International Shipping Update

International shipping status (mainly Australia & New Zealand) – Nov. 2021 update

International shipping has been pretty rough since last spring when COVID first hit. Average transit times have increased to around 4-6 weeks (and sometimes 8+) as compared to before COVID when it was 2-3 weeks. Several countries suspended mail entirely for periods of time as preventative measures were implemented to reduce the spread of the virus.

On September 6, the USPS suspended its service to Australia and New Zealand. As of right now, these are the only major countries to have a mail suspension, although countries come and go from the list every few weeks. The full list can be found at the USPS website.

Our shipping service has a feature called the Global Advantage Program where international packages are first routed to a domestic processing center, then re-labeled and sent internationally. The advantage of this service is that, in the case of AU/NZ specifically, the packages are handed off to DAI Post who are responsible for the international portion of the delivery. It bypasses USPS’s international service entirely and therefore is not subject to the suspensions.

The domestic processing center frequently has delays of 3 weeks or more, so it’s not uncommon to see the tracking get stalled in Carol Stream, IL. However, once it gets passed to DAI, transit is surprisingly fast. Whether their customs queues are more efficient or just less crowded, the packages have typically only been taking around two weeks from DAI handoff to final delivery.

This means that AU/NZ mail has an average transit time of around 4-6 weeks… which is almost exactly the same as international orders to Europe and elsewhere in the world. And the shipping cost is the same as before.

With that said: since USPS is only involved for part of the journey, the tracking situation is a little strange. Our system automatically generates tracking links for the USPS website. If you’re in AU/NZ, you should ignore the USPS tracking page because it’s missing a lot of information.

Instead, use the GlobalPost tracking page and search by the same USPS tracking number, which usually begins with a two-letter code rather than all digits. As mentioned before, it will first reach the carrier facility in Carol Stream, IL:

GlobalPost carrier facility

It may stay here anywhere from a few days to 3 weeks. Sometimes there will be a flurry of a dozen more tracking updates all in a short period, but all within IL and with wording similar to the above. These can all be ignored. The next important update will look like this:

At this point, the package has been handed off to DAI. Tracking on the GlobalPost website will still show the high-level info (e.g. cleared customs, out for delivery, delivered) but the tracking is much more detailed on the DAI tracking site. Use the new tracking number from the status update in the screenshot above, since DAI is not aware of the original tracking number. If you have any questions not answered by what you see on GlobalPost, the DAI site also lists the location of the status update, and it’s generally a little more verbose.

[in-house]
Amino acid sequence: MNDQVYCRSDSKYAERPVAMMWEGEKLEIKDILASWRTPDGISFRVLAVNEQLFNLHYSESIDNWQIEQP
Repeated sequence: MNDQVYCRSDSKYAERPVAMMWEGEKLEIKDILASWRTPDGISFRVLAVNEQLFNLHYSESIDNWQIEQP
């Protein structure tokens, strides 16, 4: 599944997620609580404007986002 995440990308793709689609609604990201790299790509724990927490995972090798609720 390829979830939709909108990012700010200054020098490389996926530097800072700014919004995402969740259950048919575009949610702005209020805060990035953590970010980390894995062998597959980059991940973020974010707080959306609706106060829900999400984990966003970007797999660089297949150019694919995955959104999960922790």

Based on a sampling of a few random shipments, the time from DAI handoff to final AU/NZ delivery is usually around two weeks. This is based on a small amount of data and will likely change as a result of seasonal volume, but in general they seem to be pretty quick.

The good news is that during the past 18 months of delays and unpredictability, the overall loss rate for packages is still extremely low. Nearly every package eventually arrives, and we’ve only had to resend a handful that never turned up. With another high-volume mail season ahead of us, I’m hopeful that this trend will continue .

International shipping alternatives

USPS of course isn’t the only way to get packages overseas. While FedEx and DHL are prohibitively expensive (USD$100 or more), UPS has a few options depending on the destination country that are closer to USD$50-60 and usually arrive within a week. They often charge a significant brokerage fee for customs, so you may end up paying a lot more in import duties than you would have with a normal USPS shipment, but it’s an option. The website checkout doesn’t currently have it as a shipping method, but if you contact us before ordering then we can give you a quote and send an invoice for the difference.

A second option for European customers is to order from Musikding. They stock nearly all of our PCBs, and new releases usually are in stock within a month or two. They do have kits, although they are different than ours and are more just a collection of all the parts (i.e. standard assembly methods and wiring, normal resistors, bare enclosures). But if you’re just looking for PCBs then this will save time and money.

The third option great for people who order a lot from the USA: an international shipping service such as MyUS (myus.com), which collects all of your USA orders and ships them to you in one package whenever you decide. From our perspective, it’s a domestic order, so we just mail it to the address of the service and they coordinate with you from there. Several customers use MyUS and other similar services and I’ve only heard good things.